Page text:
Evolution of surface catalytic sites on thermochemically-tuned gold–palladium nanoalloys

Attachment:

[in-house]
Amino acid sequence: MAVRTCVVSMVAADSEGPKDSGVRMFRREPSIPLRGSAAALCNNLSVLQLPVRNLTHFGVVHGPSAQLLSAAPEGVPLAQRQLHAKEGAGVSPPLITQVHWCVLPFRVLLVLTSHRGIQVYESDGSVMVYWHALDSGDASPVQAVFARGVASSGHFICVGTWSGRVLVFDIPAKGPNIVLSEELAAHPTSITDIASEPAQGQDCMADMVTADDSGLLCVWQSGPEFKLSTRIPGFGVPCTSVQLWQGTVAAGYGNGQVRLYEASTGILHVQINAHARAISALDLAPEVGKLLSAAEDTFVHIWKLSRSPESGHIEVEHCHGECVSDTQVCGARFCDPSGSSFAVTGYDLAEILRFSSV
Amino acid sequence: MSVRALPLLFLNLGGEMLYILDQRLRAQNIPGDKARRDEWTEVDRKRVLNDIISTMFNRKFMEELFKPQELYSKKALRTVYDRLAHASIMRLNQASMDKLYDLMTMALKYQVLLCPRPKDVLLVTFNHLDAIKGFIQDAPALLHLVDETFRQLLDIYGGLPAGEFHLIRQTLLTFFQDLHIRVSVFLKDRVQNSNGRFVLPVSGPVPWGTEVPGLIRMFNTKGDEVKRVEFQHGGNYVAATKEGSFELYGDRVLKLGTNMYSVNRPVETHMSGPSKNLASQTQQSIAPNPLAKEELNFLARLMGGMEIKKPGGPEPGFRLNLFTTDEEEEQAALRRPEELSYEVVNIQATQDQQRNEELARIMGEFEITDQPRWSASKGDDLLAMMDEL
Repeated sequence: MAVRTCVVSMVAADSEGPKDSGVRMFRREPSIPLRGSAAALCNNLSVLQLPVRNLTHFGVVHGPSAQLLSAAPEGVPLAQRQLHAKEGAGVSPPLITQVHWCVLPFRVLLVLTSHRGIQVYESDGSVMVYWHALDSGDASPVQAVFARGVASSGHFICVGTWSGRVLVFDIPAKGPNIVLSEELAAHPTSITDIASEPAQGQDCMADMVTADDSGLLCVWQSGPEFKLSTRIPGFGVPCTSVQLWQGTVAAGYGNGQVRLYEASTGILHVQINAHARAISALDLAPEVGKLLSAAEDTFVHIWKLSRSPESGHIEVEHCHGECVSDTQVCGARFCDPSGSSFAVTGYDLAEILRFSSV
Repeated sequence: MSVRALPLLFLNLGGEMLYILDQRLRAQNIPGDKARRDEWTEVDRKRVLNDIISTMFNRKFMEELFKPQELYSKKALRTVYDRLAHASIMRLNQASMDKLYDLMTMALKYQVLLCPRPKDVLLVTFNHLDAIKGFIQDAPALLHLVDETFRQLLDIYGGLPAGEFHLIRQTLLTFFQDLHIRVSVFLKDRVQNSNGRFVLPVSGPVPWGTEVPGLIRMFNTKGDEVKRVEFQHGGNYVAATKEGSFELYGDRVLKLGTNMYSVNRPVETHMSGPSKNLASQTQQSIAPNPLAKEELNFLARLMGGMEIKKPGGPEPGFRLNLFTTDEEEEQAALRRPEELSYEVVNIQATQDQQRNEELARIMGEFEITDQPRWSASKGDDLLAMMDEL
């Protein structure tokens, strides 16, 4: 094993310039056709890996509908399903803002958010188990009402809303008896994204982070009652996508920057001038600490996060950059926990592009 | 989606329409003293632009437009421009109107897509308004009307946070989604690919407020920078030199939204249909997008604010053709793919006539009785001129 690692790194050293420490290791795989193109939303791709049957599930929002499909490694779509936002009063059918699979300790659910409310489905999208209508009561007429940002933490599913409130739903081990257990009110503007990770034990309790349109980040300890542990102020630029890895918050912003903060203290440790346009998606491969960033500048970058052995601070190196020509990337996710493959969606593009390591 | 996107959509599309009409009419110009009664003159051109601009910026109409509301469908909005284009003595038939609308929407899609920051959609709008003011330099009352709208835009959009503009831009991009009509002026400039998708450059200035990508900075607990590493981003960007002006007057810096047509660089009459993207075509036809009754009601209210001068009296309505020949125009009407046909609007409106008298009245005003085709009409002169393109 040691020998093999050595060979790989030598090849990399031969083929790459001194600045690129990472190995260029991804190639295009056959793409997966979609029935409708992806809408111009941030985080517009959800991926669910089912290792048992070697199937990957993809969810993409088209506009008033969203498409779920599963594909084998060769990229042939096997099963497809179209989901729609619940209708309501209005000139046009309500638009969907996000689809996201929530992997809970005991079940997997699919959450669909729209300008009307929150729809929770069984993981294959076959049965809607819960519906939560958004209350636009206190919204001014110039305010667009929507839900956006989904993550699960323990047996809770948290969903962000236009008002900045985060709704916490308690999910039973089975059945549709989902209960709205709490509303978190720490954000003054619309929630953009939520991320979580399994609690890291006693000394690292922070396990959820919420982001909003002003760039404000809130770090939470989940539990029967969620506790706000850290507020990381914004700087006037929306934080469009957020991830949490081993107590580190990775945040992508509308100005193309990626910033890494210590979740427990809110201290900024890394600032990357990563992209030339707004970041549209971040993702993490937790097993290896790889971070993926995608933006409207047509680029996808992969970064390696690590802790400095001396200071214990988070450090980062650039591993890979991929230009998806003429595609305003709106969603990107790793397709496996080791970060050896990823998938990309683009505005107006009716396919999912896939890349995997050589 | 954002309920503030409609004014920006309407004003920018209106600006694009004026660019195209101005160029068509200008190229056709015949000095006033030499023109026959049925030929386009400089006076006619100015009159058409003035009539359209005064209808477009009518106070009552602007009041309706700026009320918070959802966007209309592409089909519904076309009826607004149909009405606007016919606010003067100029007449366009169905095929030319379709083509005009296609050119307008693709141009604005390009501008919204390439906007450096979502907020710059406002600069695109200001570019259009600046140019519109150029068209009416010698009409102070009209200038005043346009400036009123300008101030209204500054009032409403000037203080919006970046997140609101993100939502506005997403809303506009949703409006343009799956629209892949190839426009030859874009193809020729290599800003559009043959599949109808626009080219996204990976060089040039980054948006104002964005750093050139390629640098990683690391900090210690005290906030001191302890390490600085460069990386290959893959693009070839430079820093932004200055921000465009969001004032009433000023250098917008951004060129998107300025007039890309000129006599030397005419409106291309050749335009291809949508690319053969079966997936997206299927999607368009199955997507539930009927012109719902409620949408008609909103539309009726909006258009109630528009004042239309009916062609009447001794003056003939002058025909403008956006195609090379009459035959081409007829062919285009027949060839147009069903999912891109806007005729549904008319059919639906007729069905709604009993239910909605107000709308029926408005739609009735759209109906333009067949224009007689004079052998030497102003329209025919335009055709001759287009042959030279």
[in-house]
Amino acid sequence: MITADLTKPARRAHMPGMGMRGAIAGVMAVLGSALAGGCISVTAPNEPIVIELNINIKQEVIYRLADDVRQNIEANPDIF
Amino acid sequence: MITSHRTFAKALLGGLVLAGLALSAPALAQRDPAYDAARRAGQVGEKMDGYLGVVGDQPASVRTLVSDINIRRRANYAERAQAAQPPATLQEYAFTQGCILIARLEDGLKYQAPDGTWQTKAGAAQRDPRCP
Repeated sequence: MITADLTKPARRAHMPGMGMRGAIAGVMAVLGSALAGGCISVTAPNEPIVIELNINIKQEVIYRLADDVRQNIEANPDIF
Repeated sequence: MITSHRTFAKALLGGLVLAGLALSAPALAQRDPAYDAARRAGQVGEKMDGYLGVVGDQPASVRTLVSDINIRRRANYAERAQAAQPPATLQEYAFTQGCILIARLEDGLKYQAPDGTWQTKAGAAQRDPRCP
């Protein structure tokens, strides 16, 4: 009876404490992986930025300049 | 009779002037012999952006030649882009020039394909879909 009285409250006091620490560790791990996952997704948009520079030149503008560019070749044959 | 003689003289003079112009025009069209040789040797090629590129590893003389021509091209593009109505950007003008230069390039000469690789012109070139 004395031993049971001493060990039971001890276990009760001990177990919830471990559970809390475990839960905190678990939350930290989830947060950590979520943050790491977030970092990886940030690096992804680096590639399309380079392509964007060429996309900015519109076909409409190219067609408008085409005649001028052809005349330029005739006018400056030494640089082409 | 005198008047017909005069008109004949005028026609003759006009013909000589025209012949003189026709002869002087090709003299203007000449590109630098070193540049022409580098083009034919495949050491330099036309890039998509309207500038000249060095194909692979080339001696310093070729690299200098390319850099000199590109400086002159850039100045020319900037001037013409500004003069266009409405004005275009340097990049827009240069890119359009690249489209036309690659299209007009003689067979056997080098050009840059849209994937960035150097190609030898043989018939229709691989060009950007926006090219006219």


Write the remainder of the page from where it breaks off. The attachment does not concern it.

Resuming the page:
Nanoscale alloying constitutes an increasingly-important pathway for design of catalysts for a wide range of technologically important reactions. A key challenge is the ability to control the surface catalytic sites in terms of the alloying composition, thermochemical treatment and phase in correlation with the catalytic properties. Herein we show novel findings of the nanoscale evolution of surface catalytic sites on thermochemically-tuned gold–palladium nanoalloys by probing CO adsorption and oxidation using in situ diffuse reflectance infrared Fourier transform spectroscopy (DRIFTS) technique. In addition to the bimetallic composition and the support, the surface sites are shown to depend strongly on the thermochemical treatment condition, demonstrating that the ratio of three-fold vs. bridge or atop Pd sites is greatly reduced by thermochemical treatment under hydrogen in comparison with that under oxygen. This type of surface reconstruction is further supported by synchrotron high-energy X-ray diffraction coupled to atomic pair distribution function (HE-XRD/PDF) analysis of the nanoalloy structure, revealing an enhanced degree of random alloying for the catalysts thermochemically treated under hydrogen. The nanoscale alloying and surface site evolution characteristics were found to correlate strongly with the catalytic activity of CO oxidation. These findings have significant implications for the nanoalloy-based design of catalytic synergy.